Better & Bolder the Blog

On Relationships

Sue Bookstore

I visited some long-time friends last month. We’ve known each other for 50 years. We all ended up in education, and we’re all married with adult kids. There are more ways that we’re different than alike, though, and I doubt we would have become friends had we met each other in our 30s, for instance, instead of in kindergarten. I am delightfully awed by how our friendship has grown.

On this trip, one friend said with some hesitation that she and her spouse sleep in separate beds. Me too! I would love to sleep with my husband, and I miss him when I lay down at night. But, honey, I sleep so much better sleeping alone. We go to bed and wake at different times. He snores. I’m not having it.

Whatever you do in your marriage, if it works for you, it’s okay.

I don’t get quite enough physical contact with my husband. I think sleeping together, breathing each other in, all night, snuggling before sleep and when waking, is part of what makes humans happy. It strengthens relationships. Instead, my husband and I cuddle on the couch. If he’s laying in bed reading in the afternoon, I might grab a book to lay next to him. We make sure nookie is a regular thing.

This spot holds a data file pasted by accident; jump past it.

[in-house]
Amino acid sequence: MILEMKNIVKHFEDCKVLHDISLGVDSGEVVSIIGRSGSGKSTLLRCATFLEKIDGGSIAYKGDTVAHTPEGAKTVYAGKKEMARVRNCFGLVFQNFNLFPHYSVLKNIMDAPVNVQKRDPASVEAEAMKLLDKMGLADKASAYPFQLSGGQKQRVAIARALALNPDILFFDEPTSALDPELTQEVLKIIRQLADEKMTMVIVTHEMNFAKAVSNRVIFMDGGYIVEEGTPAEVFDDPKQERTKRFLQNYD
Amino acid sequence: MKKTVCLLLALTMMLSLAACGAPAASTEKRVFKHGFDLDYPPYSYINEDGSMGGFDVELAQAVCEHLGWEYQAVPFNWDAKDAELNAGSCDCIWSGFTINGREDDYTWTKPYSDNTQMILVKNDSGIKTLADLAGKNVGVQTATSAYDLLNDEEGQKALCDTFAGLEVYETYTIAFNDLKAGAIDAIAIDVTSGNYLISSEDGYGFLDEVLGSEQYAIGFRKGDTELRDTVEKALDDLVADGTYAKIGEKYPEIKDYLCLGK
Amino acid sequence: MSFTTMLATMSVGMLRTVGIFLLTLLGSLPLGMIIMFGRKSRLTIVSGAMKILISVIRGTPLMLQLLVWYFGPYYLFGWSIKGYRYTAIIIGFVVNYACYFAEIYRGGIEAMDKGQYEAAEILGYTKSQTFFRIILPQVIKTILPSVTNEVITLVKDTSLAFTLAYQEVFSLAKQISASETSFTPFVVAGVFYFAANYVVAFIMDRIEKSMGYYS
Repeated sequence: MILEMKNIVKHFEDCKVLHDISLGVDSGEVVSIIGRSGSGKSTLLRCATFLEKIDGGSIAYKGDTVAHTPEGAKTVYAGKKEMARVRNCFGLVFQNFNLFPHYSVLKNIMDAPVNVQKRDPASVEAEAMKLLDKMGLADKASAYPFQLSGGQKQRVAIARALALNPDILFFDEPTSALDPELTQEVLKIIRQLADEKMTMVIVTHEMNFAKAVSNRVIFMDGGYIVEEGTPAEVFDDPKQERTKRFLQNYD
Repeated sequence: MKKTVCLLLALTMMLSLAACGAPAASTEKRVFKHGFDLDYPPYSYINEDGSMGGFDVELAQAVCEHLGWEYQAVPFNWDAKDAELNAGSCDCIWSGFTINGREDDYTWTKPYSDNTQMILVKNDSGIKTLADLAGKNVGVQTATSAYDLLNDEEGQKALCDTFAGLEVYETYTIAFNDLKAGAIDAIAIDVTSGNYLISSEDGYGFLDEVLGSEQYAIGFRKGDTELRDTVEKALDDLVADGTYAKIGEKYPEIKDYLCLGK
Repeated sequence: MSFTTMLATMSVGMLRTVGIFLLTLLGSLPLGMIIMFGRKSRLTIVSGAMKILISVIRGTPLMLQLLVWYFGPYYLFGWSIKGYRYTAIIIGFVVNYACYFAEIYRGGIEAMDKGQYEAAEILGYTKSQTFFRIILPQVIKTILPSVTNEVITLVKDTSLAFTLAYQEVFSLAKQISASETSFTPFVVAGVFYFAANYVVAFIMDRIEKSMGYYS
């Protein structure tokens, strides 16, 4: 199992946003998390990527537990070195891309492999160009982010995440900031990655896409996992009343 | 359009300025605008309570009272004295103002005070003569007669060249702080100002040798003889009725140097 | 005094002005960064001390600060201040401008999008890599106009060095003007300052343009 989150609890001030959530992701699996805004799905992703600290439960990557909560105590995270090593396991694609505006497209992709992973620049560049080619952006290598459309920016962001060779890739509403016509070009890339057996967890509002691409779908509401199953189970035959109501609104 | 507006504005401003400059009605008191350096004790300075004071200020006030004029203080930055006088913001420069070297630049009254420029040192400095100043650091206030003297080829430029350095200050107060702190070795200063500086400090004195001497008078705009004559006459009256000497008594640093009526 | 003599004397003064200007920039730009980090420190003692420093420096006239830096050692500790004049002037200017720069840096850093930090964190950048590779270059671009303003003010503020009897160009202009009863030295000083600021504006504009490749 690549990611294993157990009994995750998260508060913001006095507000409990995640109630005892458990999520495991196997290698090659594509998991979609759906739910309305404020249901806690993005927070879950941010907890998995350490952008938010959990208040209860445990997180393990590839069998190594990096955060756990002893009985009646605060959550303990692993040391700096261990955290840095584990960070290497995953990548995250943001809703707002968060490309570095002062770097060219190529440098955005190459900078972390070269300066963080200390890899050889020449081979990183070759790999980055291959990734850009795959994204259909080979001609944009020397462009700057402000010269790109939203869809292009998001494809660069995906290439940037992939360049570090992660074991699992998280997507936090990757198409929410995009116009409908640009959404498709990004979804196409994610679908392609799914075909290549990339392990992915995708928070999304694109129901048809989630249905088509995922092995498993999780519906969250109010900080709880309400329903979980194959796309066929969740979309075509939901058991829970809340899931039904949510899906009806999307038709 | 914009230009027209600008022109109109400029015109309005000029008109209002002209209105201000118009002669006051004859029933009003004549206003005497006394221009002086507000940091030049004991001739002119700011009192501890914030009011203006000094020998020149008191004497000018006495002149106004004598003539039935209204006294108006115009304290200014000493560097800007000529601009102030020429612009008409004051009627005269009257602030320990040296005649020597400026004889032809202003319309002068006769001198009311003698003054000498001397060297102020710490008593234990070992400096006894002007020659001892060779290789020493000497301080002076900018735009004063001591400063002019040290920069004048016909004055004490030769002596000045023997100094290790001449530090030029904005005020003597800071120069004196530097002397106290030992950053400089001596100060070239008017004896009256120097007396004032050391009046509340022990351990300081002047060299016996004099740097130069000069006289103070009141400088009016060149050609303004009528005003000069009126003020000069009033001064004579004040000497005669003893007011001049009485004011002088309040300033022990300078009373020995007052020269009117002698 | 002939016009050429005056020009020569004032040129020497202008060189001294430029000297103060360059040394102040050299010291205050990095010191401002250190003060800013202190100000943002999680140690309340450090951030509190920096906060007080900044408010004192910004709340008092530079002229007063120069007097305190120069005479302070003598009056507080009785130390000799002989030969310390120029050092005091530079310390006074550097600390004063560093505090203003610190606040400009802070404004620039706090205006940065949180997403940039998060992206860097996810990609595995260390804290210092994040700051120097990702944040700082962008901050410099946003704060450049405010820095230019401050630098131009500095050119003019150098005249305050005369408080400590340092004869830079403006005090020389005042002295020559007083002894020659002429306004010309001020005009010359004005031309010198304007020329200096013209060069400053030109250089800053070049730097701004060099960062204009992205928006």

Here’s another way to strengthen a relationship. Do something new together. “Reinventing Date Night for Long-Married Couples” explains the science behind how doing something novel stimulates the same hormones and brain activity as falling in love.

When I get together with friends, most often we go for a hike or a walk. Then we talk – yak yak yak – the whole time. This can lead to sharing and intimacy. Might our bonds get stronger still if we also did something new together?

The most important part of a relationship is respect. Relationship researcher John Gottman studies couples and found we need a ratio of 5 nice, affirming interactions to every one negative interaction. This was found in the context of marriage, but I will bet it holds true for all our relationships: parent/child, friends, co-workers.

Be physically close. Do something new. Give and receive respect. Repeat for 50 years.